There may be more than one disc herniation, which an MRI scan should pick up. An intervertebral disc is located between two spinal bones. The disc is a soft pad that act as a shock-absorbent pad between the two bones. In order to reach this disc, drilling of spinal bone must be done in order to access the offending disc. There is often more than one disc herniation in an animal, therefore more than one intervertebral space will need to be examined and the disc material scraped out. If multiple spaces have to be explored and herniated discs scraped out, the spinal column will become less stable (as a result of drilling of bone to expose herniated discs).
A spinal surgery involves an animal to be put under anesthesia, then a sizeable incision made over the trouble area in order to expose the spinal column and the herniated material. Sometimes, discs can be herniated at the neck and at the mid-back at the same time.
Surgery is not 100% curative, but no treatment could ever boast 100% success rate. Surgery is indicated if diagnostic scans show problems such as fracture, dislocation, multiple disc herniation, clot in spinal cord or even spinal neoplasia (cancer). This method will mend a fracture, stabilize a dislocation and physically remove a cancer from the spine. Just like any other therapies, the success rate of a surgical procedure is increased when the problem is recognized early and treatment instituted promptly. As a result, there is talk of the “Golden 48 hours”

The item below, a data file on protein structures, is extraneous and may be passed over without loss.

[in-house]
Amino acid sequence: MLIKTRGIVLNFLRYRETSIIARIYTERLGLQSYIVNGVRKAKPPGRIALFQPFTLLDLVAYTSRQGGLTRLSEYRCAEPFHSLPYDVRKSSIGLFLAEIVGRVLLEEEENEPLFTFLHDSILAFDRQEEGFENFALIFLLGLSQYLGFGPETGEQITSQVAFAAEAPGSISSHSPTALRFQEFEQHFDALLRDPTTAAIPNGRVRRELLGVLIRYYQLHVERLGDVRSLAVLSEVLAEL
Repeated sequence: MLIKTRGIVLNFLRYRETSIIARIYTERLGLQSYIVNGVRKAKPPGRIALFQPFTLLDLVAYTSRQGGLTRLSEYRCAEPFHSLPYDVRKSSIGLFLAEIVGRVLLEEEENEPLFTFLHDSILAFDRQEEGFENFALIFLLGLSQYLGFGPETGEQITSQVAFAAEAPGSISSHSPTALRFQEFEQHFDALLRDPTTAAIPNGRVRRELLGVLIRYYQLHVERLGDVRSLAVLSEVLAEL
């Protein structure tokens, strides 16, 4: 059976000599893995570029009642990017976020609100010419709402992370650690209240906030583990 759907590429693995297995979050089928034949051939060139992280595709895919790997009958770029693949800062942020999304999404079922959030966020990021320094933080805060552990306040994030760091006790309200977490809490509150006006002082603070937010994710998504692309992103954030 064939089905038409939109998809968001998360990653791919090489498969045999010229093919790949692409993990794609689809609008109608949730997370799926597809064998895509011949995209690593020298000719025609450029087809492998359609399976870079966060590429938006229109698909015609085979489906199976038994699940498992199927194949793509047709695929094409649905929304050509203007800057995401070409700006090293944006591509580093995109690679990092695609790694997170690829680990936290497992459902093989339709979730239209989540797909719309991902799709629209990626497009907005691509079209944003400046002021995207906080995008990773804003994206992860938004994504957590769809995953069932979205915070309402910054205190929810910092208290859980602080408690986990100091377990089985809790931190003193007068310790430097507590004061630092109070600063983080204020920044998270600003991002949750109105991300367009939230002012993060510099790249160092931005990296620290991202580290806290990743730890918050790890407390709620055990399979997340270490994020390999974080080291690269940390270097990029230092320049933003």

The “Golden 48 hours” denotes the very important first 48 hours of injury – where instituting any form of treatment especially surgery – is likely to yield the best result. That means, it is most likely a pet will regain its ability to walk if treatment were initiated within this period. By doing so, spinal compression (in the case of IVDD) can be removed therefore there is no further physical compression on the spine. Early intervention stops further inflammation as a result of the traumatic compression. The degree of trauma depends on the severity of the incident. That means, when a pet gradually becomes paralyzed over several weeks or months – the rate of progression of spinal compression is reasonably slow, which is vastly different to an acute disc herniation or sudden clot formation. The degree of inflammation surrounding the affected spine is more chronic inflammation which will take a longer to subside. In the case of a traumatic injury yielding blood clot formation against the spine or an acute herniation of one or more discs – spinal trauma is much more severe. As a result, inflammation surrounding the trauma area is significantly stronger and more concentrated.
Pets that undergo decompression surgery should not be considered pain-free. Suitable medications may be prescribed but should not be relied on long term. Other supportive therapies such as physiotherapy, hydrotherapy and acupuncture can be helpful in your pet’s rehabilitation.
Non-Surgical Management (Conservative / Alternative/ Integrative)